Let's be brutally honest here. Nokia and many others lost their asses because they sold phones and operating systems and platforms.

What I mean is simple. Nokia never understood that Apple and Nokia kicked their asses not by making a better phone. The phone part is easy. They competed on fashion and media. The phone and OS simply wasn't relevant.

Apple started with music. Then movies. Then apps. Then books. They learned how to profit by becoming an international media distributor. They sold first on their terms and delt with the legal fallout after and just crushed all the other distributors in the business.

The phone is no more the core product than a purse is the core product to women who buy stuff to put in them. The phone is simply a fashionable way to put their stuff in. While profit on the sale of a phone is nice, it's all about what it is carrying. That's why apple is so focused on guaranteeing their profits on sales of media.

Samsung succeeded on Google's back. Ask Opera and Mozilla who have almost completely financed their desktop profits on peddling Google searches. Samsung made a phone that served as a fashionable tool to have the power of Google at their finger tips.

What has Nokia done? Sold phones. When they sell you one, they'll work to sell you another. Windows Phone could have happened, but even now, you are stuck with Bing, Internet Explorer and other substandard tools. There is no incentive to developers to deploy on Windows Phone either. Symbian and other Nokia platforms were worse.

So... Why do writers keep thinking the phone is what matters? I hate my iPhone, but thanks to services and media, it simply sucks less than the other options.

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FAIL

Re: The reason Nokia lost

For me the answer is very simple. Yes, obviously the iPhone, but specifically how long they took to bring out a worthwhile competitor handset, must have been >3years, by then they had already lost.

This was a clear lack of vision. Even before the iPhone came out I was longing for a full screen phone (this design was bleeding obvious to me and to most people with half a brain), in 2004 I was seriously considering the Moto A1000 which had a full screen (tiny now!), then LG Prada in 2006, which was shortly followed by the iPhone. In the end I got an iPhone3G.

Surely, I mean SURELY when Nokia saw the Prada they should have thought, hmmm.... that looks kinda LIKE THE FRIKKIN' FUTURE!!!! NO?!

They deserved to lose.

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Re: The reason Nokia lost

I'm curious, why did you want a bigger screen? None of those phones until the iPhone had a full browser. What's the point of a big screen if you're limited to WAP, and a handful of useless Java based apps?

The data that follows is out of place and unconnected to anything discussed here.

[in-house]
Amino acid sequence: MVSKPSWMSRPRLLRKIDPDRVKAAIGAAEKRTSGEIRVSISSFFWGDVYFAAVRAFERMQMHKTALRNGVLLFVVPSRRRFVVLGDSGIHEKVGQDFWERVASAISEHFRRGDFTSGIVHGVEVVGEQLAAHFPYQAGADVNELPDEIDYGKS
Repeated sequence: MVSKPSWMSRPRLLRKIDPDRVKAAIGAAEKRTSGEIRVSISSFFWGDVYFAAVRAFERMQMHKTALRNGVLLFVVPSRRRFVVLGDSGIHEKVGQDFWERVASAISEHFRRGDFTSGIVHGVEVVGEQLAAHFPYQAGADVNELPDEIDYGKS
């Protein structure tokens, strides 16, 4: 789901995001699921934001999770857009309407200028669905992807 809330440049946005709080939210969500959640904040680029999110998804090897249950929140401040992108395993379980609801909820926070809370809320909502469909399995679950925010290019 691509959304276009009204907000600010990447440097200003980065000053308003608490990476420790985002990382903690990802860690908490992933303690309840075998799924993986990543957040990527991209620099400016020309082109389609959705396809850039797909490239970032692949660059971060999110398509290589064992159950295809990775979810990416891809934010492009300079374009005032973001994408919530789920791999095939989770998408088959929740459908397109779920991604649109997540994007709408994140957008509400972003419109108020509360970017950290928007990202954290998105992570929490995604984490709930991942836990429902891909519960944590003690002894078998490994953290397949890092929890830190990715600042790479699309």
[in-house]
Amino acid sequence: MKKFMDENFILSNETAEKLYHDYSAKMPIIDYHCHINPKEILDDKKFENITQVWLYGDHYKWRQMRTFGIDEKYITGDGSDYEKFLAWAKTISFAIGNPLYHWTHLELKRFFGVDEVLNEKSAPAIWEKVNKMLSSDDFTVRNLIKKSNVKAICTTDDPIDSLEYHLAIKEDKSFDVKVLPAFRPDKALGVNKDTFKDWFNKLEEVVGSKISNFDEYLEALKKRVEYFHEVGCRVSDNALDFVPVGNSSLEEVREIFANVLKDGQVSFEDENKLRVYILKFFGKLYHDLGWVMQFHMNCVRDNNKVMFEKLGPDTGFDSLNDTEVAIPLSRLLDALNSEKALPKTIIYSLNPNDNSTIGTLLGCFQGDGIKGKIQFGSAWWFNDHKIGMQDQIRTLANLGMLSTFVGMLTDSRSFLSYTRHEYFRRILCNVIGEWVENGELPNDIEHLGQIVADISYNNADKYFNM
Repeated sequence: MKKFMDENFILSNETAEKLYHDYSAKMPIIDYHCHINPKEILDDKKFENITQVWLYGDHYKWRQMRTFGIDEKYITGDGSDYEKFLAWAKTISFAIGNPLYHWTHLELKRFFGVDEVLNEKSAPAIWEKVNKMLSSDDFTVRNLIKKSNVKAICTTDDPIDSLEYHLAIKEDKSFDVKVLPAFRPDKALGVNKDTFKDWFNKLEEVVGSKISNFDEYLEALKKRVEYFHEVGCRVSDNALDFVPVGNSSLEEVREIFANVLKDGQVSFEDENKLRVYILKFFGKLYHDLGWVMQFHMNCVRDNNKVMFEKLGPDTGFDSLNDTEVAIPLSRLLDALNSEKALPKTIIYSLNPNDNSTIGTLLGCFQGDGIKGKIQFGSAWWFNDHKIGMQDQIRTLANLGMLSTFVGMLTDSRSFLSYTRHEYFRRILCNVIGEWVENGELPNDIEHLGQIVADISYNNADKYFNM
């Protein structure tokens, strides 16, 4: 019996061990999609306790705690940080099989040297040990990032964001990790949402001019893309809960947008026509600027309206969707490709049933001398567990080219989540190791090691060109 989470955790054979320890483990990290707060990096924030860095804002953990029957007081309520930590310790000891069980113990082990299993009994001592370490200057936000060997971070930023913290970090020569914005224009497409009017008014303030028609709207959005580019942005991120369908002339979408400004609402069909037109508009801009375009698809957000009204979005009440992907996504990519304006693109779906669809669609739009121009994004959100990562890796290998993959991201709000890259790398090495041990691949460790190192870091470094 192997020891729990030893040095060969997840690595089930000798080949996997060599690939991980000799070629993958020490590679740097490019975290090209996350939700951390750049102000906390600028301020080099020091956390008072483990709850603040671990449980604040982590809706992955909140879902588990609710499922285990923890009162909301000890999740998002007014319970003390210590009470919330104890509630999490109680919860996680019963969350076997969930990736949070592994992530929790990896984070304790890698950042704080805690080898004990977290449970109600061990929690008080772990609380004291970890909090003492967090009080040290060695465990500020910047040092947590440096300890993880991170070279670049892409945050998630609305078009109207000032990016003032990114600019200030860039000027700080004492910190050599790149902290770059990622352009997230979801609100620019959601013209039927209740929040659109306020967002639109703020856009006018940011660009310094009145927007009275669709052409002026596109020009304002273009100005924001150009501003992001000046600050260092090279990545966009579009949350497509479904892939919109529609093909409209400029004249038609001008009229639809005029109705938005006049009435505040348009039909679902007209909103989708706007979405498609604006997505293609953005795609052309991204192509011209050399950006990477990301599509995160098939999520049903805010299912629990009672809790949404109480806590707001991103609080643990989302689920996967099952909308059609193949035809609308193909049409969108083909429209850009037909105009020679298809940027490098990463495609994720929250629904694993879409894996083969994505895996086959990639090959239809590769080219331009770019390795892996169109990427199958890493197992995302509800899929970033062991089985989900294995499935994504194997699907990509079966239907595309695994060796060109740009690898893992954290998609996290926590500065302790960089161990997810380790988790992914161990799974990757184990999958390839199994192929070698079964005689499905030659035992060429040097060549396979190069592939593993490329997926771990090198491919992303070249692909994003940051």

When I saw the iPhone, I thought "why the hell would I want to have such a goddamn huge phone?" When I tried one, I thought the full browser is nice, but the performance was so crappy (via wifi, I'm not talking about 2G limits) that I figured I'd wait until it didn't suck before I considered it. When the 3gs came out, the the suckiness of the performance was reduced enough I was finally willing to buy, though it took a while to get used to then ridiculously large phone.

Before that 3gs, every phone I owned was chosen because of size - small size, and I had to pay for it. Especially with my first phone, a Nokia 8860 that cost me $500 after subsidy! Now some people won't consider an iPhone with a 4" screen because it is too tiny...amazing how needs/tastes change over time.

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Re: Lots of great info... But...

Reply to: What I mean is simple. Nokia never understood that Apple and Nokia kicked their asses not by making a better phone. The phone part is easy. They competed on fashion and media. The phone and OS simply wasn't relevant.

While I agree with some of what you have to say, Apple basically made a better product. I was a dedicated Nokia fanboi, only owning Nokia's, from the Nokia 2110 back in 1995 to 2009 with N96/7. I ran a tom-tom GPS software on the e series Nokia, I ported a Fortran interpreter to Nokia, and did things like receive and send faxes with Nokia's 20 years ago.

So I'm the ultimate nerd, but with the last N-series I purchased, the interface was so bad to the point of almost being faulty... They got so up their own asses they released a beta product and charged £600 for it. Nokias rise to fame was because its interface was just perfect, better than anyone else's. Thier interface became unusable, because they focused more on hardware than software. I volunteered to work for them for three months, for free, and fix all the issues. I could have done it in less.

I really didn't want to leave Nokia's and was forced to. I purchased an android HTC desire.

I hated apple with a passion. I hated the lockdown system, I hated them taking the piss with prices, overcharging for what shit they produced, I hated the fact that I couldn't change my own fucking battery, on my own fucking SD card.